It is often said that “England and America are two countries divided by a common language” (attributed to George Bernard Shaw). Most of the time it’s easy to understand each other. But when it comes to Americans who want to write and publish in British English, things get a lot trickier. 

This article shares some tips and tricks, and a few pitfalls to avoid, when preparing to submit to a book publisher or journal in the UK.

UK publishers’ attitudes to style

Some of the major UK book publishers, such as Oxford and Cambridge University Presses, have New York offices and publish in both styles. However, many book publishers and journals based in the UK use British style exclusively.

Increasingly, publishing houses will accept a style that doesn’t quite match their house style as long as it is consistent. However, this mostly refers to presentational issues like referencing, and UK spelling and punctuation are strictly observed. Even in those cases though, it is a good idea to understand the standard style and follow it unless you feel very strongly or need to conform to common practice in your field.

Standard reference works in the UK

There is no equivalent of the doorstop Chicago Manual of Style in the UK. Every publisher has their own style guide, and the differences between them can be minor, but strictly enforced.

One useful general style guide is New Hart’s Rules: The Handbook of Style for Writers and Editors. This started as an in-house guide at Oxford University Press (OUP) but has become a popular and handy little reference work for all matters of style in the UK.

Hart’s Rules is used by OUP and others alongside their own house style, usually to cover anything not laid down in the publisher’s own style guide.

For spellings and meanings of words, the gold standard is the Oxford English Dictionary. But as the online version is subscription-based, a good free alternative is the Cambridge Dictionary.

Some common misconceptions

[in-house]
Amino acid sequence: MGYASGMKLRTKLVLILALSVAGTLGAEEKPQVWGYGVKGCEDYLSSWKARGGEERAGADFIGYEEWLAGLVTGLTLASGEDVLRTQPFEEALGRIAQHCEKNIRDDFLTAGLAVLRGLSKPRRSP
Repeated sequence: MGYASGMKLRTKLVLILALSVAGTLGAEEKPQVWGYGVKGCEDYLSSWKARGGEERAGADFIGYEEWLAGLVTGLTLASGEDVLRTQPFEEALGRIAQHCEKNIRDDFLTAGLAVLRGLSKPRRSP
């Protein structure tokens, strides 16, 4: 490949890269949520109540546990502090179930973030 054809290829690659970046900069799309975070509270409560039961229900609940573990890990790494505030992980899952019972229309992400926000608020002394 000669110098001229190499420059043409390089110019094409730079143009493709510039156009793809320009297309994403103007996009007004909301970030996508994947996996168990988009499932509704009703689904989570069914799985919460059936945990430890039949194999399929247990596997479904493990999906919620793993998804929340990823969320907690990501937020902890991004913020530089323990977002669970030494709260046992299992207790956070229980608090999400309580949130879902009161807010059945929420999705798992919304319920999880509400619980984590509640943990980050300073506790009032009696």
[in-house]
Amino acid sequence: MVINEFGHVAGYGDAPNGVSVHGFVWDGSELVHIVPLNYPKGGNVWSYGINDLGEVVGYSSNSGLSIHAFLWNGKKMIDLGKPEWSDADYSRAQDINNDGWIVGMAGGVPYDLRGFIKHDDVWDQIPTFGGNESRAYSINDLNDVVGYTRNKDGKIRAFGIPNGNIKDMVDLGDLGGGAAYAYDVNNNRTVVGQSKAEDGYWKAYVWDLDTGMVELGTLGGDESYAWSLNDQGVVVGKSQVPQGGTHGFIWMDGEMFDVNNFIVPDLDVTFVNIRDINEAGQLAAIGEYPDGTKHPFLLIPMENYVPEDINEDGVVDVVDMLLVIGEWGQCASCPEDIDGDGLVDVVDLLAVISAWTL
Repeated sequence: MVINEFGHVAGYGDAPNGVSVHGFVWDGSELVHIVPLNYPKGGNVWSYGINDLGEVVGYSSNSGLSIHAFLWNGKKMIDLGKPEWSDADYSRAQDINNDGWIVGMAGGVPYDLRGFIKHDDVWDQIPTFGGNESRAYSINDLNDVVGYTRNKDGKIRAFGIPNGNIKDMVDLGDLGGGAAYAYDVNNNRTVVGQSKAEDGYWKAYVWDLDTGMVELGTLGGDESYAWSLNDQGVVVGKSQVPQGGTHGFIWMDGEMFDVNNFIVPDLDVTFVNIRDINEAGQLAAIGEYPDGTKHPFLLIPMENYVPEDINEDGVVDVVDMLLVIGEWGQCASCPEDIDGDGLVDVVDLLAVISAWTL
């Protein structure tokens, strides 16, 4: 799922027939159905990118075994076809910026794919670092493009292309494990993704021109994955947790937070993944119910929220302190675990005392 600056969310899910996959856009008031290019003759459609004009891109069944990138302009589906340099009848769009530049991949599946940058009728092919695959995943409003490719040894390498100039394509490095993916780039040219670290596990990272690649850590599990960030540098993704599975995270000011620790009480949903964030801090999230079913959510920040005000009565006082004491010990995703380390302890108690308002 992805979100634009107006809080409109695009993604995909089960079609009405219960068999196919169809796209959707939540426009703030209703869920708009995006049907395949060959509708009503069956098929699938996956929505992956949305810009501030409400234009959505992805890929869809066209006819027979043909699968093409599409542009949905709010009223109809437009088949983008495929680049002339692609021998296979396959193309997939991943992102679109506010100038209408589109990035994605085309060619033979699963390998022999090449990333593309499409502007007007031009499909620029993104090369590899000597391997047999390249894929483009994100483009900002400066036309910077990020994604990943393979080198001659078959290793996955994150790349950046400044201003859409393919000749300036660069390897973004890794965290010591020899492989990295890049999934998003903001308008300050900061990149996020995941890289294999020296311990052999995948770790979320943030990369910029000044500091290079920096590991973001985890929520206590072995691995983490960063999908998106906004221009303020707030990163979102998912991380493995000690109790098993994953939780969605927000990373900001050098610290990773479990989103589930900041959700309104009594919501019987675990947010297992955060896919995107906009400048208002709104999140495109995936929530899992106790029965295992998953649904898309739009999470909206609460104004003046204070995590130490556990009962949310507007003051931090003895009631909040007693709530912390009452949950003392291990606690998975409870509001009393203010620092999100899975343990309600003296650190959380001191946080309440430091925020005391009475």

So, where do you start if you’re trying to get a grip on UK style? First, to make things a little more confusing, you may have a few assumptions that are not always true:

  1. UK English always uses -ise, not -ize.

Actually, both -ise and -ize are accepted. Hart’s Rules itself uses -ize. This comes down to personal or publisher preference.

Note that even when -ize is accepted, -yse is standard:

Example: I realized I needed to analyse the data.

  1. UK English doesn’t use the serial comma.

The serial comma is not compulsory, but remember its other name is the Oxford comma, and OUP is not the only UK publisher to use it. However, those who don’t use it tend to dislike it, so make sure to check the style guide for your publisher or journal.


Apart from the serial comma, the rules around UK punctuation are pretty straightforward.

  1. In the UK, single quotation marks are used, with double for quotes-within-quotes

Example: As Smith (2003) reminds us, ‘the serial comma is also known as the “Oxford comma”’.

  1. UK-style punctuation is always placed outside the quotation marks, except when a grammatically complete sentence is quoted

Example: She said, ‘I’ll meet you at the café tomorrow afternoon.’

  1. Where US style uses unspaced em-dashes, the UK uses a spaced en-dash

Example: There were several cases – in the UK and the US – of confusion about punctuation.


The main problem with UK spelling is that it’s full of extra letters that will look unnecessary if you’re used to US English. You can set your proofing language in Word to English (United Kingdom) to flag these, but it helps to know what to look out for.

Some examples:

Extra letters: mouldarchaeologycataloguecolour

Reversed letters: centretheatre

Scientific terms with more old-fashioned spellings: haematologyoestrogen

s for c or zdefenceanalysecosy

Measurements, times, dates

British English commonly uses the metric system for measurements: builders measure in millimetres, and items in shops are bought in grams. However, you can also buy a pint of beer or milk, walk many miles, and be six feet tall. In brief, it is a bit of a muddle. When in doubt, use SI units.

For times, both 14:00 and 2:00 p.m. are used; usually publishers should specify this in their house style.

The format used for dates is 15 March 2024.


Word choice is probably the most significant hurdle in communicating effectively in British English.

Unfortunately there is no spell checker that will warn you that pants means underpants in the UK, not trousers.  

A few common examples:














full stop



A Guide to the Main US/UK Differences

As an editor working across both styles, I have this list stuck to my desk at all times. Add to the word list any items you use often or find particularly tricky.




-ise or -ize (check publisher preference)

Serial comma (x, y, and z)

serial comma optional (check publisher preference)

Double quotation marks

single quotation marks

Punctuation inside. He said “Hi.”

Punctuation outside. He said “Hi”.

unspaced em-dash

spaced en-dash

January 15, 2024

15 January 2024



amid, toward

amidst, towards

behavior, favorite, etc.

behaviour, favourite, etc.



Dr., Mrs.

Dr, Mrs










per cent


practice (noun), practise (verb)





If this all sounds complicated, why not hire a professional editor to help you? Copyeditors and proofreaders in the UK are expected and trained to be fully familiar with US style, and so they will all have experience of converting text in either direction.

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